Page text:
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Safety pins have become a beautiful symbol for solidarity for many Americans

Meka Beresford November 12, 2016

Safety pins are being worn by American citizens across the country to show solidarity with victims of homophobic, racist and religious abuse.

The safety pins are being worn in the wake of Donald Trump’s win in the election as citizens fear an increase in hate crimes.

The symbol was used in the UK following the vote to leave the European Union as hate crimes increased.

Trump’s campaign was littered with homophobic, misogynist and racist rhetoric that offended scores of communities including Muslims, Latinos, women and the disabled.

Following his victory, an increase of cases of abuse against minorities were reported.

The safety pin represents that the wearer will protect those who are being treated with hatred.

The symbol was first used to show unity during World War 2 when the Dutch wore them under their collar to show loyalty to the queen, without being persecuted by Nazis.

Already, a gay couple in America have had their car vandalised with homophobic slurs which said “die homo” and “faggot” and believe the attack related to the outcome of the election.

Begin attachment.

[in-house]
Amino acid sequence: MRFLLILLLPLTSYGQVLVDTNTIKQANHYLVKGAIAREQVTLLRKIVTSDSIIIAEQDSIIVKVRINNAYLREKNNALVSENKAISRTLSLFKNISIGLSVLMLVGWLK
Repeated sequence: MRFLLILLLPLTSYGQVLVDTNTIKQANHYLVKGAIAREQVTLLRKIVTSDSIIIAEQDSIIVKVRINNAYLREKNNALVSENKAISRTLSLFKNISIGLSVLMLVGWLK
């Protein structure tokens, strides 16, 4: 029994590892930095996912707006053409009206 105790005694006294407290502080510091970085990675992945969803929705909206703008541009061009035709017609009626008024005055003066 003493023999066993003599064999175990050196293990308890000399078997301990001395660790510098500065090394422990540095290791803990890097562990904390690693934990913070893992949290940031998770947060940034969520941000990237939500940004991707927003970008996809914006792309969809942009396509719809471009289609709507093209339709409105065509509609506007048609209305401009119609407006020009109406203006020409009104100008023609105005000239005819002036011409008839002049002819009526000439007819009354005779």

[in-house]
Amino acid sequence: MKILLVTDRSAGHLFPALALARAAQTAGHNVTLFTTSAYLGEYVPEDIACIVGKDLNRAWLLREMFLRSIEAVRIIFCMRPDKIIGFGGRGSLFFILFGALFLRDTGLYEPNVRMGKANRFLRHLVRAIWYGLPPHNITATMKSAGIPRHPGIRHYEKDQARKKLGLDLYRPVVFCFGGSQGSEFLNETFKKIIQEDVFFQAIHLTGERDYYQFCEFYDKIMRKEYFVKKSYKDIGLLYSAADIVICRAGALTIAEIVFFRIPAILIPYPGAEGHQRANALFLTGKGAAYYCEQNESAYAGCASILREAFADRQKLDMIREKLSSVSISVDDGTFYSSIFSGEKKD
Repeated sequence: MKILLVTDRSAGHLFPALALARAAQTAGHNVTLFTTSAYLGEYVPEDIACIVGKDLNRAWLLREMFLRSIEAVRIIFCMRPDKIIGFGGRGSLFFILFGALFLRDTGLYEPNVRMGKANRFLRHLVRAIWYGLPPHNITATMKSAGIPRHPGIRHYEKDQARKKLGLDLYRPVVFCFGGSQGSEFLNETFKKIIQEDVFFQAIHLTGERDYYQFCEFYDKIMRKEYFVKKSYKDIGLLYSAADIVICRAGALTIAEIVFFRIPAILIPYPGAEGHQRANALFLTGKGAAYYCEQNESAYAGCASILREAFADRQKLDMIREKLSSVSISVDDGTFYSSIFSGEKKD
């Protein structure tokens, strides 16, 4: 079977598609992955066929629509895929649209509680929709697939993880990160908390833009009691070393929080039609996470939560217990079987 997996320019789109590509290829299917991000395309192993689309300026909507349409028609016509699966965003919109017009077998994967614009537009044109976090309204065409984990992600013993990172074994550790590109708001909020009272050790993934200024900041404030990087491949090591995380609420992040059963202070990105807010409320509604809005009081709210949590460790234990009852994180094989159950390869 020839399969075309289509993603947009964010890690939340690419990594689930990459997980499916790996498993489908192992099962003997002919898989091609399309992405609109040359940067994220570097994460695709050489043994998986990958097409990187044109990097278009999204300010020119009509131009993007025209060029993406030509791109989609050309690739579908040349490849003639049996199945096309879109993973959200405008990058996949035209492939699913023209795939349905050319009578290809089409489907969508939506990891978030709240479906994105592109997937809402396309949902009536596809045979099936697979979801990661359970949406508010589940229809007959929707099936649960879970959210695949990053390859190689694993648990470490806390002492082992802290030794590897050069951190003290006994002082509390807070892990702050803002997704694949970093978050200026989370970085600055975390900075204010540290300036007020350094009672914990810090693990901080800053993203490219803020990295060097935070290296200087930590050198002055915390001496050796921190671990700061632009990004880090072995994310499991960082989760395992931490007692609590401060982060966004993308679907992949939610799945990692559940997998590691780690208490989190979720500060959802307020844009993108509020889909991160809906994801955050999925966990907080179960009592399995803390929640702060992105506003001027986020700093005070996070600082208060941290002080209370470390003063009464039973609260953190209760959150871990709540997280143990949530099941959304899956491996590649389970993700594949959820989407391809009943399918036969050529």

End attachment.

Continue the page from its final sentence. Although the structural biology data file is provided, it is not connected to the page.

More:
Arsonists targeted two houses flying Pride flags in Rochester, New York, nearly causing a deadly blaze, while a gay man in Santa Monica, California also claims he was set upon by Trump supporters.

Unconfirmed reports suggest that at least eight trans people have died by suicide in the wake of Trump’s election victory in the US.

LGBT rights activists are alarmed that homophobes will be front-and-centre in Trump’s Presidential transition team.

VP-elect Pence, a hardline evangelical who has not supported a single LGBT reform across nearly two decades in politics and has one of the worst records on equality of any President or Vice President in recent memory.

The National Organisation for Marriage has set out its strategy for rolling back LGBT rights under the Trump administration.

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